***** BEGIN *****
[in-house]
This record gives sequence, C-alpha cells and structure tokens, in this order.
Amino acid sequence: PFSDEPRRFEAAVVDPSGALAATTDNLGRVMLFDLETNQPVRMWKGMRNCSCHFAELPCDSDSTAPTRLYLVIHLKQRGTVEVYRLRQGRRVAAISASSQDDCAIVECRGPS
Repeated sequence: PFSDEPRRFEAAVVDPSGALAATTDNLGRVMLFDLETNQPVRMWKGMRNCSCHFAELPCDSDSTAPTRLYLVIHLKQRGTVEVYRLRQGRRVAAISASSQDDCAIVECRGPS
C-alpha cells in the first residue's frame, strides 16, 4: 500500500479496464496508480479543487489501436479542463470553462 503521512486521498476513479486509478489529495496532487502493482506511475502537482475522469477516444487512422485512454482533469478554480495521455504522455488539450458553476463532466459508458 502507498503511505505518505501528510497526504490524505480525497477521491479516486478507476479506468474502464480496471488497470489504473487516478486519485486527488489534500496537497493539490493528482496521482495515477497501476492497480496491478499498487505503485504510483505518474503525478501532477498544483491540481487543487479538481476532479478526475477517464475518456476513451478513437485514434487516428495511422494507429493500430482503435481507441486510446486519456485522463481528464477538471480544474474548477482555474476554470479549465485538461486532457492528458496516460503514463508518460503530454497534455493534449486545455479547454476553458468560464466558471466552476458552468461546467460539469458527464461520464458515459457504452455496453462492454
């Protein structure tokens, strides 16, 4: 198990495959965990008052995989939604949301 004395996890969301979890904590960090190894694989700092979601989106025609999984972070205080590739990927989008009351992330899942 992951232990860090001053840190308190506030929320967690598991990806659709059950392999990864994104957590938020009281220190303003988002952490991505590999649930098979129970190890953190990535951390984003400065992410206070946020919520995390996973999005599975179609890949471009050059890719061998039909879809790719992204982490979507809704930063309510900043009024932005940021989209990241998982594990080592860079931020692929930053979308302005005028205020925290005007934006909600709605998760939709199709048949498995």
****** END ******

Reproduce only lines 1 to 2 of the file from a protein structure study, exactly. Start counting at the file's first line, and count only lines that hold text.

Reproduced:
[in-house]
This record gives sequence, C-alpha cells and structure tokens, in this order.